A. I read this particular historical fact a few years ago at University, but was reminded of it recently when browsing Wikipedia. I felt it deserved to be turned into a comic. Unfortunately, this took me ages to make and my lack of artistic ability hindered the final outcome. I hope to make a lot more of these historomics in future. I’ve got an image of how I would like them to look. I often find I have depth in ideas, but lack the cutting edge or time to make them at the moment.
Q. My comics come from the land of weirdness and free speech in the USA. How have Scots taken to your comics and have you found a local network of supporters?
A. I’m actually quite shy and somewhat embarrassed to have a webcomic for some reason. A few friends (mostly non-Scots) follow it, but I find it awkward to talk about in real life. Although, I would be lying if I said I didn’t like to boast to one or two whenever I top reddit. I drew one comic about a Scottish cocktail containing methadone that people hated and a cheesy one about being Scottish abroad that everyone liked. My facebook page often rotates my most popular city between places in Mexico, Brazil and India. I think that’s great.
Q. What few comics best sum up Victims of Circumsolar?
Q. What do you like better: being called “English”, having to explain your comics, or pop culture?
A. Haha. That first one can certainly be a sensitive subject for Scottish people. The whole United Kingdom of Great Britain and Northern Ireland is a confusing state of affairs, so I understand and don’t really care. However, if I spend time explaining it to you and you still call me English then I’ll gut you.
Explaining comics is fine. It’s mostly down to the artist to have something work. Occasionally, there are a few who completely misinterpret or don’t realise that something is a joke. I imagine they’re the same kind of people who attack actors on the street because of a particular role they play.
Q. I love whales, especially humpback whales. Why did you choose a whale as your avatar?
A. Oh dear. I have no answer to this. I think I liked the deadpan face on the whale. I’ll probably update everything soon with a new theme. I ate a lot of whale in Japan. It’s actually really nice. If it isn’t one of the endangered ones that they “catch for research” then I think it should be considered alongside every other animal that we kill and eat.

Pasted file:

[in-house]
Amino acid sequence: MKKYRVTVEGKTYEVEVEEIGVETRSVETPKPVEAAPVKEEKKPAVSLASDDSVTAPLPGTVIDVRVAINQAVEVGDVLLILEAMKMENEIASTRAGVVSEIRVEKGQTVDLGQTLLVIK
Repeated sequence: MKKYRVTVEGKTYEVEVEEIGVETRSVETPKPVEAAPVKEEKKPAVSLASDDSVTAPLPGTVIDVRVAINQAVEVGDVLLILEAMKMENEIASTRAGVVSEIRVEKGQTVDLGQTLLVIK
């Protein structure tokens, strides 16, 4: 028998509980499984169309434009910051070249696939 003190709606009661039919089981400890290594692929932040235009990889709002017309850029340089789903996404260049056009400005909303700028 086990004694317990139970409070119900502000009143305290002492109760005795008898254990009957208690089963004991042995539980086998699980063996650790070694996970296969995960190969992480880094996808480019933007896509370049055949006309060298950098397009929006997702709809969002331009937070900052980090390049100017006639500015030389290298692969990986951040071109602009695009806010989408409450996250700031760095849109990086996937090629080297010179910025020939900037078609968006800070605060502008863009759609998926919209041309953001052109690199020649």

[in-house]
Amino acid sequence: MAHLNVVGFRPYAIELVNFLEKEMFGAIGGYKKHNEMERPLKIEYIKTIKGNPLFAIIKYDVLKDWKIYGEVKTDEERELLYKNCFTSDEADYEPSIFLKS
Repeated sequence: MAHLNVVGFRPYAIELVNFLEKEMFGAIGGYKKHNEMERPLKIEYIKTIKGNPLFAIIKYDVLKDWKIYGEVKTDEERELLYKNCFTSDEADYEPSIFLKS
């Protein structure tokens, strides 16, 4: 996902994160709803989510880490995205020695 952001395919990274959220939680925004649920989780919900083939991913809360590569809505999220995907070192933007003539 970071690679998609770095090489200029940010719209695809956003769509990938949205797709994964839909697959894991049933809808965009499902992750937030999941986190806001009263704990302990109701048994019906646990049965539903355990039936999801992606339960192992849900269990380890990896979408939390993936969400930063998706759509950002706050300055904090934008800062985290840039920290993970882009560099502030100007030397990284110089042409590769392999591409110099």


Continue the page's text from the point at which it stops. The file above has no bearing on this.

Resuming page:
Q. Where have you found the most support for your webcomic?
A. I pretty much use Reddit exclusively. A popular comic there sometimes gets picked up and shared on sites like 9gag. I have been shared once or twice on IFLS… that page just keeps on growing.
I’ve read it from others before, but other webcomic artists really are a lovely and supportive group. I think we can all relate to how much time and effort we waste on disposable doodles. ‘Lunarbaboon’ and ‘Safely Endangered’ were the first to like my page so I’ll mention them. It also helps that I really like their comics.
Q. Do you have any upcoming projects to stay tuned for?
A. Not really. I’m attempting to write a book based on my time in Japan. However, I’m constantly crippled by doubt, self-disgust and embarrassment by saying things like “I’m attempting to write a book”.
Q. Do you have any words of wisdom for newbie comic creators?
A. I’m pretty new to the game myself and my comics are still fairly basic, but here’s some honest advice. Learn how to use a proper program (Inkscape is free), download some professional fonts (dafont.com) and play around with colour schemes. You’ll always improve with time, but don’t be surprised if a blurry jpeg drawn in Microsoft Paint isn’t well received. Indeed, it could take a few weeks or months before you hit any kind of stride. It might be best to upload a few to imgur/reddit first before deciding if you can be arsed maintaining a whole site.
Prepare to read a lot of comments from gobshites, but take on the constructive criticism if it is relevant. You’ll also notice a chunk of your spare time will vanish forever and that your webcomic will actually cost you money. I’m not even sure why I do it. I think I just like seeing numbers go up.
Q. Anything else you want to add?
A. Thank you for taking the time to interview me, Sara. I have enjoyed reading the others you have done as part of this series. Also, I really like how you draw noses.
Some Favorite Comics from Victims of Circumsolar: